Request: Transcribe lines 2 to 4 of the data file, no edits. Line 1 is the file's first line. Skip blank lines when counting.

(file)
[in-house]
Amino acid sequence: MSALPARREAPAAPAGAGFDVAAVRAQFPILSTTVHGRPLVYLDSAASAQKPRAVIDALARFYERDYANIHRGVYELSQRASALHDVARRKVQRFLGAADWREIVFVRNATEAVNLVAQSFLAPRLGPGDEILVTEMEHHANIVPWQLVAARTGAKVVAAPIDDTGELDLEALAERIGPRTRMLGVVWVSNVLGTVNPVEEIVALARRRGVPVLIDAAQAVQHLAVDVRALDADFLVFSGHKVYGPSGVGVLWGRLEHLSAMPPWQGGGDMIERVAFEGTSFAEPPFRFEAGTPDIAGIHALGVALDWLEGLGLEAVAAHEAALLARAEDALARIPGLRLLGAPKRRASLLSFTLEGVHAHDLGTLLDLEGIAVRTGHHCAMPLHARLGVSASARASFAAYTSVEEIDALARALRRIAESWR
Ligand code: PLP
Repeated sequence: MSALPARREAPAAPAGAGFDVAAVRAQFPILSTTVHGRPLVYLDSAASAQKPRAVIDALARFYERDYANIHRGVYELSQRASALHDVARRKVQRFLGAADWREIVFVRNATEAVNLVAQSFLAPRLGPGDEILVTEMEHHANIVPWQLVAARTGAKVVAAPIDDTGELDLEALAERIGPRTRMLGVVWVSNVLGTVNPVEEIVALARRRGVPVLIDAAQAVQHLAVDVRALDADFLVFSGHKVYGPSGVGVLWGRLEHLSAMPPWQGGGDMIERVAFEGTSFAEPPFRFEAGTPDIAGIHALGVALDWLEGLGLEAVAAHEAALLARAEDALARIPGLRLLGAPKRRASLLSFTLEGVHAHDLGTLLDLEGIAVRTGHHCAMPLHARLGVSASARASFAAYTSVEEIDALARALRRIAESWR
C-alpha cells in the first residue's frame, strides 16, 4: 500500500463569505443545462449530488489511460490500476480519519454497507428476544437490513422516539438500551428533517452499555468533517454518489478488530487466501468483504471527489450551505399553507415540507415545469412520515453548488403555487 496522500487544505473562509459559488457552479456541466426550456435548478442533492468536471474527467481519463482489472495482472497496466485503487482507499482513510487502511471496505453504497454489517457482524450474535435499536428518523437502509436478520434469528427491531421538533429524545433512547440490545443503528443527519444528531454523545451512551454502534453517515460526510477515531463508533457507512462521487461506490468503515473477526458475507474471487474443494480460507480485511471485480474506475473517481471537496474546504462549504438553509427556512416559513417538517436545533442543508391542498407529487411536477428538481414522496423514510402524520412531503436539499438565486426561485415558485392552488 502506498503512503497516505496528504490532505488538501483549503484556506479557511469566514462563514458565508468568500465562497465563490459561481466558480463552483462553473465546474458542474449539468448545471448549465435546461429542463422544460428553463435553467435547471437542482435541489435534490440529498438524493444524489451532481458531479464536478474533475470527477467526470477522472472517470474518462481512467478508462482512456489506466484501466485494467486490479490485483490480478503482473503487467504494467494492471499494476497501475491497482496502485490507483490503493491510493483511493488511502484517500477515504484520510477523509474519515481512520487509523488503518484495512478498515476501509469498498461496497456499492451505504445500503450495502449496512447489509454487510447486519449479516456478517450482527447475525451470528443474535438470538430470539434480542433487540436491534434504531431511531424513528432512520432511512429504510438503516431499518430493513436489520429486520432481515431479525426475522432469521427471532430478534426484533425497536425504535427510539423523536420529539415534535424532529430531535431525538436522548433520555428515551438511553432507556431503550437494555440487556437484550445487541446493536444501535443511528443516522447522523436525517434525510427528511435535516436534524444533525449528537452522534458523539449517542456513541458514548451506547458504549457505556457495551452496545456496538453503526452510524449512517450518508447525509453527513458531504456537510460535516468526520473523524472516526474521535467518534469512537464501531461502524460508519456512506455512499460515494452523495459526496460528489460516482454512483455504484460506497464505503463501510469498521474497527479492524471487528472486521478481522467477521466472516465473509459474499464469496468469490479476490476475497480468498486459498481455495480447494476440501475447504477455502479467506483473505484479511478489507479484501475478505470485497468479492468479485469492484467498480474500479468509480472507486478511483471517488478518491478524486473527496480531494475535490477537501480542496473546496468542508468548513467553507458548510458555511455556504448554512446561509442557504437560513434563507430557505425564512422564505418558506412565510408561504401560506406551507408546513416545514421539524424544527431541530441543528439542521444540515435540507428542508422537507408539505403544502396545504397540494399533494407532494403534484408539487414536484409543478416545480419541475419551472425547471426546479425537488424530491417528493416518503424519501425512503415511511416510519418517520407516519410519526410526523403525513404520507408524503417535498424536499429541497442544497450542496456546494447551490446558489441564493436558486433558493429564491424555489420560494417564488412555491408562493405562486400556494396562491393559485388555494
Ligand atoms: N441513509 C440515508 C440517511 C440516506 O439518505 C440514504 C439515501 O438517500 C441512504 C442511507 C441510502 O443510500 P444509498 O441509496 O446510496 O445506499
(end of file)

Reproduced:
Amino acid sequence: MSALPARREAPAAPAGAGFDVAAVRAQFPILSTTVHGRPLVYLDSAASAQKPRAVIDALARFYERDYANIHRGVYELSQRASALHDVARRKVQRFLGAADWREIVFVRNATEAVNLVAQSFLAPRLGPGDEILVTEMEHHANIVPWQLVAARTGAKVVAAPIDDTGELDLEALAERIGPRTRMLGVVWVSNVLGTVNPVEEIVALARRRGVPVLIDAAQAVQHLAVDVRALDADFLVFSGHKVYGPSGVGVLWGRLEHLSAMPPWQGGGDMIERVAFEGTSFAEPPFRFEAGTPDIAGIHALGVALDWLEGLGLEAVAAHEAALLARAEDALARIPGLRLLGAPKRRASLLSFTLEGVHAHDLGTLLDLEGIAVRTGHHCAMPLHARLGVSASARASFAAYTSVEEIDALARALRRIAESWR
Ligand code: PLP
Repeated sequence: MSALPARREAPAAPAGAGFDVAAVRAQFPILSTTVHGRPLVYLDSAASAQKPRAVIDALARFYERDYANIHRGVYELSQRASALHDVARRKVQRFLGAADWREIVFVRNATEAVNLVAQSFLAPRLGPGDEILVTEMEHHANIVPWQLVAARTGAKVVAAPIDDTGELDLEALAERIGPRTRMLGVVWVSNVLGTVNPVEEIVALARRRGVPVLIDAAQAVQHLAVDVRALDADFLVFSGHKVYGPSGVGVLWGRLEHLSAMPPWQGGGDMIERVAFEGTSFAEPPFRFEAGTPDIAGIHALGVALDWLEGLGLEAVAAHEAALLARAEDALARIPGLRLLGAPKRRASLLSFTLEGVHAHDLGTLLDLEGIAVRTGHHCAMPLHARLGVSASARASFAAYTSVEEIDALARALRRIAESWR